SYMPTOMS: contemporary fantasy, welsh legend, psychics, awesome magic systems, character-driven stories
DOSAGE: (out of five)

Maggie Steifvater -- how do I love thee, let me count your books. I didn't think I could enjoy a Stiefvater book as much as Scorpio Races, but the Raven Boys series has proven me more and more wrong with each installment, beginning with Raven Boys and ending with the recent release, Blue Lily, Lily Blue, which is the third in the series of four books.

Raven Boys is set in a poor town in the mountains of Virginia, on the middle of an ancient and powerful ley line known only to a few rare seekers. Also in the town is St. Aglionby's school for very rich and very smart boys, who the resentful townsfolk nickname the raven boys for the crest worn on their school blazers. The main female character, Blue, is one of those resentful townsfolk, and in a plot element that reminds me a bit of the anime "Boys over Flowers," she ends up with a foursome of Raven Boys.

The Magic of Raven Boys is a combination of tarot-reading mysticism, Welsh legends, dream sorcery of the coolest variety, and straight up witchery. From the quest to find the tomb of a Welsh King, to the spirits of the soon-to-be-dead, the prophecy surrounding Blue herself, and the ability of certain folks to pull objects from their dreams, this series is electrified and buzzing with magic. Stiefvater combines myth and mysticism with her own unique ideas to create a magic tapestry both compelling and unique.

Blue is tiny and temperamental, possessing of a carefully eclectic style and an unavoidably eclectic family. Unlike the rest of her family, who are all women and all possess psychic abilities, Blue has no ability to see the future. Instead, she acts as an amplifier to whatever power is around her, whether that is sharpening her mother's tarot predictions or strengthening the power of the local ley line. From the very start, she is saddled with the knowledge that she will kill her true love by kissing him, and this alone makes her relationship with her new friends difficult.

Gansey is the history and car-loving ringleader of the foursome, and the spearhead of the search for the Welsh king. He's passionate, brooding, smart, polite, and on a rowing team, but can flip a switch to a more dangerous side of himself when given reason. If I ever meet the author, I'm going to tell her, "Get out of my head, Stiefvater -- you're ruining me for all boys non-fictional." In the very beginning, Blue sees him in spirit form, the ghost of someone she is going to kill that year. He remains unaware throughout the series so far, and Blue resists the idea because she doesn't want Gansey to be her true love. She prefers the quieter, low-born scholarship student, Adam, who is the only one of the foursome who grew up poor.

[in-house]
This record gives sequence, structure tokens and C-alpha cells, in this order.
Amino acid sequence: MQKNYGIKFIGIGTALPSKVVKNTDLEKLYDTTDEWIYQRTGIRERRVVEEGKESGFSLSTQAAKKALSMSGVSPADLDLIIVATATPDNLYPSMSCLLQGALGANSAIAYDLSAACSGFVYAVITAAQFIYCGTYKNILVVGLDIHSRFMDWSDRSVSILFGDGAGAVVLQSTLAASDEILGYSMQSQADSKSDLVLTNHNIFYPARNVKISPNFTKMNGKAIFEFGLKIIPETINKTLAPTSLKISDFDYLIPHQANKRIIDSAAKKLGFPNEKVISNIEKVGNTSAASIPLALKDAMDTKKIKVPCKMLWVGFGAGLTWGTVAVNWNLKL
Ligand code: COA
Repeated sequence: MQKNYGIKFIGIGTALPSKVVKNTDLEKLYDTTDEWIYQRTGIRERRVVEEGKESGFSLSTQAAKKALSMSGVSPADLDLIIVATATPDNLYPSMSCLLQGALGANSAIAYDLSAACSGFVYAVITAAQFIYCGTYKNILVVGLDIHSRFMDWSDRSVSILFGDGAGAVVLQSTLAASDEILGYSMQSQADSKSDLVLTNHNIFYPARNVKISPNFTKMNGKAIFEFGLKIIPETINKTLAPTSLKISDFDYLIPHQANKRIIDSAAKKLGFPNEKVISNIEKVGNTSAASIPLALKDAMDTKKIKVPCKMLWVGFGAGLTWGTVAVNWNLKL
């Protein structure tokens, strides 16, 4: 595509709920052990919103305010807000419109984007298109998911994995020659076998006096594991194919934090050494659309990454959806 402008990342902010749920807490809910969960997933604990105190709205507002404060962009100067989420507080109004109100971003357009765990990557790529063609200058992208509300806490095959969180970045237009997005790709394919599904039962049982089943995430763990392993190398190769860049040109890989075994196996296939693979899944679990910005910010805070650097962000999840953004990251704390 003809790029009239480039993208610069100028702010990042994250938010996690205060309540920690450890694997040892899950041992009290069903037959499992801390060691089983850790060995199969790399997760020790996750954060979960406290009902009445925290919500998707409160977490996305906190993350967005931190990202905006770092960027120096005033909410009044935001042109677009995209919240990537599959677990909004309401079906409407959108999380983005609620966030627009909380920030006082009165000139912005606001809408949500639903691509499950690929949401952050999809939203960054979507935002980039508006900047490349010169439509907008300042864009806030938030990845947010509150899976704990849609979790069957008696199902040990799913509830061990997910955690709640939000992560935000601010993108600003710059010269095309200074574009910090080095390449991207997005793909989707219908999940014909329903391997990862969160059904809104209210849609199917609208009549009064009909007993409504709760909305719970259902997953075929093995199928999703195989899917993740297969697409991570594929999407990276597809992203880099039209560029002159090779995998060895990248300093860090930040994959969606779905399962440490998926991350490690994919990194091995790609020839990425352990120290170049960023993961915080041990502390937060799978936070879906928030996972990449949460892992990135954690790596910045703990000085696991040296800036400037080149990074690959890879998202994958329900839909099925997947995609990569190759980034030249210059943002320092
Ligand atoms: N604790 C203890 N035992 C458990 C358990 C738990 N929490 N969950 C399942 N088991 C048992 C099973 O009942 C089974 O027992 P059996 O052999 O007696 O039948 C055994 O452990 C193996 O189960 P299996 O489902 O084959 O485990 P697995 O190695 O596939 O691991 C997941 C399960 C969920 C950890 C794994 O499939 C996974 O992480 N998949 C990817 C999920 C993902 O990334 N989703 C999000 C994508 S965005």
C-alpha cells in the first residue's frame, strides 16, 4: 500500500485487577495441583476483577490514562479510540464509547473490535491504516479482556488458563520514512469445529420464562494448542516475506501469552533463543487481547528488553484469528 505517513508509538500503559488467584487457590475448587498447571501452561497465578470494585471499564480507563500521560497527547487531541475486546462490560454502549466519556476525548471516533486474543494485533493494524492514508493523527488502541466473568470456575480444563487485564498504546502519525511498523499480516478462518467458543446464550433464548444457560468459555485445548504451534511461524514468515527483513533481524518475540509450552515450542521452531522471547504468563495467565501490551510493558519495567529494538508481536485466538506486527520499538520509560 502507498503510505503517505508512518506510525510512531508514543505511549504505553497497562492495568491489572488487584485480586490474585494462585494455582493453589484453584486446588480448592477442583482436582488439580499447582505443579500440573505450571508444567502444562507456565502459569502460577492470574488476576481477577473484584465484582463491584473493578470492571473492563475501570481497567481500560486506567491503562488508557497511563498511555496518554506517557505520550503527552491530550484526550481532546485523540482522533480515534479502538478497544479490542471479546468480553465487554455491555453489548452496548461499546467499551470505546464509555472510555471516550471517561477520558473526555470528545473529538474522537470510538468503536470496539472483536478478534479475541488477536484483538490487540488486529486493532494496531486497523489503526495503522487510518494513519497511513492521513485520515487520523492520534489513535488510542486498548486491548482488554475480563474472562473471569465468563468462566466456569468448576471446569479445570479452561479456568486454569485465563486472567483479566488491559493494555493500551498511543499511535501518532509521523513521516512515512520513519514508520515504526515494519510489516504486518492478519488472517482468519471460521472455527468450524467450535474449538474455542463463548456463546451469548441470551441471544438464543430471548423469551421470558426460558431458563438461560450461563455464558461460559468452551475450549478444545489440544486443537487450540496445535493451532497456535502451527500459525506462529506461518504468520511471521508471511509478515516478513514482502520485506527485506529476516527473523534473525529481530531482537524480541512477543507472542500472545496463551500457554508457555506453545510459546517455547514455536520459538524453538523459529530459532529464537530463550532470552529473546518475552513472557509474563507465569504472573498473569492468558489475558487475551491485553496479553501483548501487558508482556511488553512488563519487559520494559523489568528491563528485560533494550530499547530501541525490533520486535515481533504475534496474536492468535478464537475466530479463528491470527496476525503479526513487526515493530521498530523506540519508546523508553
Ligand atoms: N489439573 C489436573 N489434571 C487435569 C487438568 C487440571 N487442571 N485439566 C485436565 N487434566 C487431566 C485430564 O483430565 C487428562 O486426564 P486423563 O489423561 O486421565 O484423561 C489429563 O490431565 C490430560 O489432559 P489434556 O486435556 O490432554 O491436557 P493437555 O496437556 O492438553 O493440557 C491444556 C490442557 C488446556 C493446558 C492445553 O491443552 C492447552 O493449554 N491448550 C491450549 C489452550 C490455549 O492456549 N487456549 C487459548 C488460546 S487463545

Finally, there's Ronan, my serrated-edged darling. Ronan is one of the most complicated characters I have encountered in YA fiction. His rebellious anger, vicious loyalty, and brutal relationship with almost anyone who isn't Gansey conceal a fear that's been with him since before his father's unsolved murder. He is a curious combination of rude and kind, and in a way that makes him less a redeemable bad-boy type and more of a brutal weapon intended for good. I particularly enjoy his attachment to his baby pet raven, Chainsaw, and the subplot surrounding the magic ability he shares with his father: pulling objects and people out of his dreams.

The books follow Blue's attempt to change the outcome of the prophecy and Gansey's quest to find the tomb of the Welsh king, but include illuminating perspectives from antagonists and family members, all with something to gain and something to lose. Stiefvater excels at utilizing these other perspectives to move the story forward in meaningful ways.

I'll admit to reading all three books back-to-back, sometimes at work, and finding myself in a post-series slump because I didn't want to read anything else: I wanted to read more Raven Boys.

Read more by Lauren Harris